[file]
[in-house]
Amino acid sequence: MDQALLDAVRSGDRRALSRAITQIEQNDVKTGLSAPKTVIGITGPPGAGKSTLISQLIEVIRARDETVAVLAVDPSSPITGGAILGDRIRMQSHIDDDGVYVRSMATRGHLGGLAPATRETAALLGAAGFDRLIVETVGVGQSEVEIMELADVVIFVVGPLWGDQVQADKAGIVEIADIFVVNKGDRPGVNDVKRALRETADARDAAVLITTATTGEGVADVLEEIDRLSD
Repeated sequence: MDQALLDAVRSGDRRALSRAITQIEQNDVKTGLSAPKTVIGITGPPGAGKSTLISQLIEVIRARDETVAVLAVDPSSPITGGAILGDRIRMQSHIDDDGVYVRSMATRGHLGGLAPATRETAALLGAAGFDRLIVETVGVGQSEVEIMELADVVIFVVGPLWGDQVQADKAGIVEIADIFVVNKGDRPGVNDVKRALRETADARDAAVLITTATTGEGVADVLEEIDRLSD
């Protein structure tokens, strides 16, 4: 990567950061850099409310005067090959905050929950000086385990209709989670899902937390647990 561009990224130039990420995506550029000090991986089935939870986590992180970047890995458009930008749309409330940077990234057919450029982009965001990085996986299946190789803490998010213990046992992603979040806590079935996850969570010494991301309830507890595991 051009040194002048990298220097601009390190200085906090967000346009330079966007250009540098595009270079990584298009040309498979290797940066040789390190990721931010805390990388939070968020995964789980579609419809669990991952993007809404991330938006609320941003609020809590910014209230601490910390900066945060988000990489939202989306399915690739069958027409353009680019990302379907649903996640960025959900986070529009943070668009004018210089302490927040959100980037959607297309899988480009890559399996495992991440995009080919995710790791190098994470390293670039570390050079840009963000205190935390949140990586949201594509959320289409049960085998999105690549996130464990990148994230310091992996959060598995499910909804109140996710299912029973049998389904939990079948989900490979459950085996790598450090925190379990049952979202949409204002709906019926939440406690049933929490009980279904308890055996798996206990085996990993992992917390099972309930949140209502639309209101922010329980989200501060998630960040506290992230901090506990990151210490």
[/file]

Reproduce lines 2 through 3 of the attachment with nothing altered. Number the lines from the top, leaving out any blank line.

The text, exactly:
Amino acid sequence: MDQALLDAVRSGDRRALSRAITQIEQNDVKTGLSAPKTVIGITGPPGAGKSTLISQLIEVIRARDETVAVLAVDPSSPITGGAILGDRIRMQSHIDDDGVYVRSMATRGHLGGLAPATRETAALLGAAGFDRLIVETVGVGQSEVEIMELADVVIFVVGPLWGDQVQADKAGIVEIADIFVVNKGDRPGVNDVKRALRETADARDAAVLITTATTGEGVADVLEEIDRLSD
Repeated sequence: MDQALLDAVRSGDRRALSRAITQIEQNDVKTGLSAPKTVIGITGPPGAGKSTLISQLIEVIRARDETVAVLAVDPSSPITGGAILGDRIRMQSHIDDDGVYVRSMATRGHLGGLAPATRETAALLGAAGFDRLIVETVGVGQSEVEIMELADVVIFVVGPLWGDQVQADKAGIVEIADIFVVNKGDRPGVNDVKRALRETADARDAAVLITTATTGEGVADVLEEIDRLSD